Iraqi prime minister resigns after months of working-class resistance against poverty and corruption

Protest in Baghdad's Liberation Square, October 2019 (Photo: Wikimedia/CC)

Following two months of a sweeping revolt across the south of Iraq, and the capital, Baghdad, Prime Minister Adel Abdul-Mahdi announced his resignation, after just over a year in office. His removal is seen by this courageous protest movement as just a start to what is necessary.  The protests began with small forces but became a major uprising, with occupations of Tahrir Square and roads and bridges in Baghdad, and attempts to storm the government zone.

In particular, it has been the terrible shootings of unarmed protesters by the state security forces and linked militias that has led to escalating fury and increased numbers turning out to demonstrate. Over 400 have been killed and around 15,000 injured since 1 October. The deadly repression has included targeted shots by snipers, and untargeted, indiscriminate firing of automatic weapons into crowds, as happened in the city of Nasiriyah last week, where over 40 were killed. Deaths have also been caused by the firing of heavy tear gas canisters and rubber bullets.

The consequent rage has led to daily and nightly battles, which reporters from the Guardian newspaper (UK),  Martin Chulov and Nadia al-Faour, described as taking on “a revolutionary zeal that the country’s well-armed military was struggling to contain even as it deployed overwhelming force” (30.11.19). The level of anger has been reflected in many incidences of buildings being set alight across southern Iraq.

The Iraqi people have suffered decades of repression or conflict in various forms: the authoritarian dictatorship of Saddam Hussein, the brutal invasion by US-led forces in 2003, the inevitable insurgency against that occupation, terrible sectarian bloodshed, appalling terrorist acts, and the conquests of Isis and counter-battles to retake that ground.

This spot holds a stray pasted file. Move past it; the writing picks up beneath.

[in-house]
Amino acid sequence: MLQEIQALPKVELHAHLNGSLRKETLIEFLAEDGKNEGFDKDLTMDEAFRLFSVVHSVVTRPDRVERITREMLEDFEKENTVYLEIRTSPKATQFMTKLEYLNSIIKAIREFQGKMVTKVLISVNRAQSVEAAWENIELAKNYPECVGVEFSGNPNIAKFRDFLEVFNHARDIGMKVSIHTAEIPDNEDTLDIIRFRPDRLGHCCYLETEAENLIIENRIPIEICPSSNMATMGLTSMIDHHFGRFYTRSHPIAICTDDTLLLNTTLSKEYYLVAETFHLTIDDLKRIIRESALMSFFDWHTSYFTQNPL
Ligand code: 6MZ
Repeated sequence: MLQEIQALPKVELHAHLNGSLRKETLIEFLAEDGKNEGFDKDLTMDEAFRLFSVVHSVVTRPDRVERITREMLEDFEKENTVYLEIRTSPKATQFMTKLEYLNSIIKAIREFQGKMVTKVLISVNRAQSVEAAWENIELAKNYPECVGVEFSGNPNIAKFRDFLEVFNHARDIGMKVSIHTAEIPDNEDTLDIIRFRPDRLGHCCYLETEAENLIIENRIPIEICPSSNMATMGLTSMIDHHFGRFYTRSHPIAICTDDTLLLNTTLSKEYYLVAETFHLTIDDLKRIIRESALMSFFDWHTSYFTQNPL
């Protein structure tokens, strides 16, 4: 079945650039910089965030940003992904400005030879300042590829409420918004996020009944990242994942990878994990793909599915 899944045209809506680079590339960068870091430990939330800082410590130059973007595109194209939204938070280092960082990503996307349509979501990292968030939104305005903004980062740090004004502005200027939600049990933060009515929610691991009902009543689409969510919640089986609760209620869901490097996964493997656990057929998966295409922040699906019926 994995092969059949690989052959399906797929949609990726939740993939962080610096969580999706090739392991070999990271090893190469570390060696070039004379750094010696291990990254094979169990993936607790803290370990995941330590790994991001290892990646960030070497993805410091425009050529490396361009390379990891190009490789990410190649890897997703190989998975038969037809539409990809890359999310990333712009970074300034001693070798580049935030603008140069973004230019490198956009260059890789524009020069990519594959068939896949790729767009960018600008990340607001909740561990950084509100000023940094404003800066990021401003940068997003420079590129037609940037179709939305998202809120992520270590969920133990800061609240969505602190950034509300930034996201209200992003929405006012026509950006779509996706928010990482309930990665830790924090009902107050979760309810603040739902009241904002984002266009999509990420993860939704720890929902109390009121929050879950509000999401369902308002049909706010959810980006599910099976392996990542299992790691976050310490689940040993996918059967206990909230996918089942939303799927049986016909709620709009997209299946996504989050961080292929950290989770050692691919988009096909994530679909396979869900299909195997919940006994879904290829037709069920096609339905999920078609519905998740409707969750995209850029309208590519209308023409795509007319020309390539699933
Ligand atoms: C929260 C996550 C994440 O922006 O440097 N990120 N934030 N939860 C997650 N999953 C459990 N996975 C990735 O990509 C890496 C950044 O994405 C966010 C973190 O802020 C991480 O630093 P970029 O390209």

Now, a mood of resistance against hardship and destruction is growing, with the state forces finding it very difficult to quell the protest movement through use of force. The prolonged period of turmoil, insecurity and dire poverty for the majority has led to a hardening of opposition to the authorities in the face of the massacres and a feeling of having little to lose.

Inequality and poverty

Iraq is the Opec cartel’s second largest oil producer but Iraqi workers have watched the ruling layer enriching itself from the hundreds of billions of dollars of oil income while towns and cities have crumbling infrastructure and virtually non-existent services. People lack clean water, regular electricity, access to health care and much else. A quarter of young people are unemployed.

The mood is reflected in the words of a Baghdad resident quoted in the UK Times: “How is it that we are one of the richest countries and our people are broke? How is it that we still don’t have access to water … We have high unemployment, corruption, no services and they still have the guts to fire at us when we protest? (30.11.19)

The protest movement, as in a number of other countries, has been largely spontaneous and leaderless, using social media and word of mouth. Women have involved themselves in it, as have school and university students, in what is overall an uprising “led by a large disenfranchised working class and joined by some of the country’s middle classes” to the use the words of the two Guardian journalists mentioned above. Importantly, strike action by sections of workers has also been taken, at schools and law courts in Baghdad, for instance.

It is not the first protest wave in recent years. Buildings in the government ‘Green Zone’ in Baghdad were invaded by demonstrators in 2016. In 2018, local government offices and other buildings were set alight in protests across the country against lack of electricity and water.

Search for ideas and unity

There has inevitably been much discussion among protesters over what demands to put forward, with gatherings issuing calls that have included the dissolving of parliament and new elections, overhauling the political system and putting government officials on trial. The early stage and limitations of the calls being made were noted by journalist Patrick Cockburn when he wrote:  “The protesters in the streets – the radicalism of whose demands and their vagueness about how they might be achieved resembles French students during the 1968 events in France – are not able to say what they would put in place of the present corrupt and dysfunctional government.” (12.11.19)